Exhibition Review: Feng Zhengjie

This was written for a school assignment.

We visited this exhibition of Feng Zhengjie’s works last year. The question was asking about the intepretation of the artist’s works.

I agree with the interpretation that the artist’s works portray the “excesses of contemporary China, treading uncomfortably between Communism and capitalism”. I feel that several of his paintings depict an uneasy juxtaposition of traditional Chinese (“Communism” in the above interpretation) and new Western ideals (“capitalism”), and place great emphasis on the commercialization and consumer culture of China.

For example, the painting Happiness No. 02, 1998, shows a newly wed couple dressed in Western-style clothes, set against a backdrop of billboards and candy-colored balls. The background of the painting is reminiscent of today’s commercial culture, with neon billboards and icons of the West (the Statue of Liberty, the Sphinx etc) in it. However, the painting is framed by a very traditional Chinese setting for a wedding, accompanied by Chinese scrolls complete with elaborate Chinese “embroidery” and carvings on either side. The painting uses almost garishly bright, bold and unnatural colors, and this coupled with the expressions on the main subjects’ faces create a sense of unease. They are plump (once again, “excesses of contemporary China”) and seem to be looking directly at the viewer, but with greatly exaggerated smiles which seem insincere. The artist may be trying to show how despite the superficial attempts to be Western, with an expensive “Western-style” wedding ceremony and a Western backdrop, the people of modern China are still very much rooted in their Chinese culture at heart.

I also agree that the series of large-scale glamour portraits create a sense of unease and raise questions about the definition of beauty and its relationship to surface and vanity. The paintings are painted with almost airbrush-like precision and no brushstrokes are visible, creating the appearance of a photograph. However, the exclusive use of shades and tints of red and green (and white for highlights) create an effect of the paintings being internally conflicting due to the highly complementary and clashing color scheme. The models in the portraits all have diverging eyes with small pupils, which lend a sense of emptiness and a disturbing feel to an otherwise typical glamour portrait, and some might say detract from the beauty of the women. The lips of the women are painted in a bright crimson and show little or no modeling of form, as contrasted with the rest of the paintings which are rendered with airbrush-like precision. This may be to show how beauty is ‘flat’ and two-dimensional, presenting only one side of a person.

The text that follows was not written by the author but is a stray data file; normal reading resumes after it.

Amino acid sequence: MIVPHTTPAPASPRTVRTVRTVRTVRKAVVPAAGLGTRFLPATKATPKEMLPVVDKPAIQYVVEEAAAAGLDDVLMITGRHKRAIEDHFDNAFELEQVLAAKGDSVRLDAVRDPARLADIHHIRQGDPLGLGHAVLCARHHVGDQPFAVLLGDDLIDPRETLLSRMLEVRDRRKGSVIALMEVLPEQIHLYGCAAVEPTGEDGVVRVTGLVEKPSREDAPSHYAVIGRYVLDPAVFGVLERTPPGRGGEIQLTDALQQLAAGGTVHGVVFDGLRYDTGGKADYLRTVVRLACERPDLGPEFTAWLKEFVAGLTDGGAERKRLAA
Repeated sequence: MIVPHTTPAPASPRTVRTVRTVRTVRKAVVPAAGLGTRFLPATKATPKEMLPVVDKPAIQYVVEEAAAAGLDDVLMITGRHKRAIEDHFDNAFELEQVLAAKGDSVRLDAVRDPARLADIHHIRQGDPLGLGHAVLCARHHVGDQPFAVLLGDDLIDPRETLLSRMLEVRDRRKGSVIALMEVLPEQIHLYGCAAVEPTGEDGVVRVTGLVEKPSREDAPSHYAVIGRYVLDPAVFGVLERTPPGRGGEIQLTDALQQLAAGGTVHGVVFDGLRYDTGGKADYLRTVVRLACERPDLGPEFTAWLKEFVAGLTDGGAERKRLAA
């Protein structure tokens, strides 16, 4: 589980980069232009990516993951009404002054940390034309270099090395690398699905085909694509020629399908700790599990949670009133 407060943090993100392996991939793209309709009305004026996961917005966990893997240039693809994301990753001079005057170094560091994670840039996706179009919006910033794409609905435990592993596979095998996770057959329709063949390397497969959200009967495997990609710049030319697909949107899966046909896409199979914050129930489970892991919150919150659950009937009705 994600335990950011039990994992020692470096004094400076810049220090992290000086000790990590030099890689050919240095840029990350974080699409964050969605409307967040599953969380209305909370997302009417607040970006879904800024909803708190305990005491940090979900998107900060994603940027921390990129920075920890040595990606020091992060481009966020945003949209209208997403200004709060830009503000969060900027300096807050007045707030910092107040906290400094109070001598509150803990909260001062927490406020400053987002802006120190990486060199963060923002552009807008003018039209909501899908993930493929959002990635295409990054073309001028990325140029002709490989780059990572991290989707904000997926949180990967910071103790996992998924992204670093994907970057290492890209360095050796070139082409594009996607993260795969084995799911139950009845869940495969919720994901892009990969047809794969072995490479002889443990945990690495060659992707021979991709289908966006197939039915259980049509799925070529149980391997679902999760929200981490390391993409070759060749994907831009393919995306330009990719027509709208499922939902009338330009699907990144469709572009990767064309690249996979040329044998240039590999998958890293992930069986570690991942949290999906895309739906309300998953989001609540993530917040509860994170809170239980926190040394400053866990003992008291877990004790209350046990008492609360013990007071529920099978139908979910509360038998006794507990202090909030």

This leads us to ponder, what exactly defines beauty? Do small, superficial features like diverging eyes cause a woman lose her beauty? Can one be beautiful without having runway looks?

The fact that the models all look like typical magazine models, and the common features of diverging eyes and similar color scheme that runs throughout the series makes the paintings have a sense of uniformity. Thus, I also agree that the “portraits suggest the contradictions of an emotionally complex, individual existence” as the portraits – although individually unique – look identical at the same time.

There is exaggeration present in almost every work at the exhibition – mostly in terms of color (the artist often chooses colors that are not naturalistic, for example in the “Romantic Trip” series, where the skin color of the subjects are unnatural). The artist probably intended to bring across his critique of contemporary Chinese society strongly in this way.


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